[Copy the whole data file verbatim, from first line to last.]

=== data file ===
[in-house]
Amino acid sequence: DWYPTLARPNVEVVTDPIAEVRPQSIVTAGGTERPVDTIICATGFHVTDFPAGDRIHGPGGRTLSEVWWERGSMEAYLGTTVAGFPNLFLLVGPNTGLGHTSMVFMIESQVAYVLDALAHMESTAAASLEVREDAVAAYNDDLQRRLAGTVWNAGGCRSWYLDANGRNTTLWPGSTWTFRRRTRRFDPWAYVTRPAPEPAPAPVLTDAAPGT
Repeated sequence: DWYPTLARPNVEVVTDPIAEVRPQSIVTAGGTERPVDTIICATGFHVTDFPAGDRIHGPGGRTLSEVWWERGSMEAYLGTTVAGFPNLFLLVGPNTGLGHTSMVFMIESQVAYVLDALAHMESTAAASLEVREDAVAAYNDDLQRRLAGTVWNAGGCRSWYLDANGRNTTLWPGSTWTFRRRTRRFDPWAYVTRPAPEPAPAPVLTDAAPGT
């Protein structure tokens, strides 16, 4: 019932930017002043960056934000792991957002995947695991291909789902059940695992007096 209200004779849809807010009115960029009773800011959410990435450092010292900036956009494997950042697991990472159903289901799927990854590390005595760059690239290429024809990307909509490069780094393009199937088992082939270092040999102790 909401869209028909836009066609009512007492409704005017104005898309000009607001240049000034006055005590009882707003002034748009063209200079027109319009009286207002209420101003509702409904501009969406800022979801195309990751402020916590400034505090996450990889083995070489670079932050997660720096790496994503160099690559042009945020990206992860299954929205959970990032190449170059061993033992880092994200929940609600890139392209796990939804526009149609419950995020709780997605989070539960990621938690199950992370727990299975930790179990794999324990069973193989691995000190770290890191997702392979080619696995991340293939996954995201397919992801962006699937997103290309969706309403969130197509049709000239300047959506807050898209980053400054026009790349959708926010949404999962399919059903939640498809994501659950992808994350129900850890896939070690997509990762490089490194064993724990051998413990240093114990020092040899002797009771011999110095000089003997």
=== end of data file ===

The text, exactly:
[in-house]
Amino acid sequence: DWYPTLARPNVEVVTDPIAEVRPQSIVTAGGTERPVDTIICATGFHVTDFPAGDRIHGPGGRTLSEVWWERGSMEAYLGTTVAGFPNLFLLVGPNTGLGHTSMVFMIESQVAYVLDALAHMESTAAASLEVREDAVAAYNDDLQRRLAGTVWNAGGCRSWYLDANGRNTTLWPGSTWTFRRRTRRFDPWAYVTRPAPEPAPAPVLTDAAPGT
Repeated sequence: DWYPTLARPNVEVVTDPIAEVRPQSIVTAGGTERPVDTIICATGFHVTDFPAGDRIHGPGGRTLSEVWWERGSMEAYLGTTVAGFPNLFLLVGPNTGLGHTSMVFMIESQVAYVLDALAHMESTAAASLEVREDAVAAYNDDLQRRLAGTVWNAGGCRSWYLDANGRNTTLWPGSTWTFRRRTRRFDPWAYVTRPAPEPAPAPVLTDAAPGT
């Protein structure tokens, strides 16, 4: 019932930017002043960056934000792991957002995947695991291909789902059940695992007096 209200004779849809807010009115960029009773800011959410990435450092010292900036956009494997950042697991990472159903289901799927990854590390005595760059690239290429024809990307909509490069780094393009199937088992082939270092040999102790 909401869209028909836009066609009512007492409704005017104005898309000009607001240049000034006055005590009882707003002034748009063209200079027109319009009286207002209420101003509702409904501009969406800022979801195309990751402020916590400034505090996450990889083995070489670079932050997660720096790496994503160099690559042009945020990206992860299954929205959970990032190449170059061993033992880092994200929940609600890139392209796990939804526009149609419950995020709780997605989070539960990621938690199950992370727990299975930790179990794999324990069973193989691995000190770290890191997702392979080619696995991340293939996954995201397919992801962006699937997103290309969706309403969130197509049709000239300047959506807050898209980053400054026009790349959708926010949404999962399919059903939640498809994501659950992808994350129900850890896939070690997509990762490089490194064993724990051998413990240093114990020092040899002797009771011999110095000089003997």